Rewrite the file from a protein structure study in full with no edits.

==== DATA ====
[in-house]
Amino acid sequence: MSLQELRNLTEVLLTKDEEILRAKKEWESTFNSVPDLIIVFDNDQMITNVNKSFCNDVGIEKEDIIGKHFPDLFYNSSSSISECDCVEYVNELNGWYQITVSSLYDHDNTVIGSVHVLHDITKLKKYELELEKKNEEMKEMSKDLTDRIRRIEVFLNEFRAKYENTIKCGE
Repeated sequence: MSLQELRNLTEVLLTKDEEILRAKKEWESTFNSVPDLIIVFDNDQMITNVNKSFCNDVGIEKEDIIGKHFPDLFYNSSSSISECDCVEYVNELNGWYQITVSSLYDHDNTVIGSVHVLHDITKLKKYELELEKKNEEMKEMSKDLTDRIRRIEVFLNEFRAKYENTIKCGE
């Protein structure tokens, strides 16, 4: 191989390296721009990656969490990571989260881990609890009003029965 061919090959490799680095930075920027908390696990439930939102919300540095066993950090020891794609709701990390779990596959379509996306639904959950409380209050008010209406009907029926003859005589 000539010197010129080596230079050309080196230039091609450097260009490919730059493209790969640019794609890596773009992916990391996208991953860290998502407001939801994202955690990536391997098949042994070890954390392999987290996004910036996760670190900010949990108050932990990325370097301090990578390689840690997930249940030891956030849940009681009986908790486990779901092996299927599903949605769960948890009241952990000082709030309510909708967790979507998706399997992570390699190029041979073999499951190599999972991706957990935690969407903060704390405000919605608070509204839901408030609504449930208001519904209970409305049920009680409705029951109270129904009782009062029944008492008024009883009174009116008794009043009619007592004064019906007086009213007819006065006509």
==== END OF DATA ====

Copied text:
[in-house]
Amino acid sequence: MSLQELRNLTEVLLTKDEEILRAKKEWESTFNSVPDLIIVFDNDQMITNVNKSFCNDVGIEKEDIIGKHFPDLFYNSSSSISECDCVEYVNELNGWYQITVSSLYDHDNTVIGSVHVLHDITKLKKYELELEKKNEEMKEMSKDLTDRIRRIEVFLNEFRAKYENTIKCGE
Repeated sequence: MSLQELRNLTEVLLTKDEEILRAKKEWESTFNSVPDLIIVFDNDQMITNVNKSFCNDVGIEKEDIIGKHFPDLFYNSSSSISECDCVEYVNELNGWYQITVSSLYDHDNTVIGSVHVLHDITKLKKYELELEKKNEEMKEMSKDLTDRIRRIEVFLNEFRAKYENTIKCGE
């Protein structure tokens, strides 16, 4: 191989390296721009990656969490990571989260881990609890009003029965 061919090959490799680095930075920027908390696990439930939102919300540095066993950090020891794609709701990390779990596959379509996306639904959950409380209050008010209406009907029926003859005589 000539010197010129080596230079050309080196230039091609450097260009490919730059493209790969640019794609890596773009992916990391996208991953860290998502407001939801994202955690990536391997098949042994070890954390392999987290996004910036996760670190900010949990108050932990990325370097301090990578390689840690997930249940030891956030849940009681009986908790486990779901092996299927599903949605769960948890009241952990000082709030309510909708967790979507998706399997992570390699190029041979073999499951190599999972991706957990935690969407903060704390405000919605608070509204839901408030609504449930208001519904209970409305049920009680409705029951109270129904009782009062029944008492008024009883009174009116008794009043009619007592004064019906007086009213007819006065006509």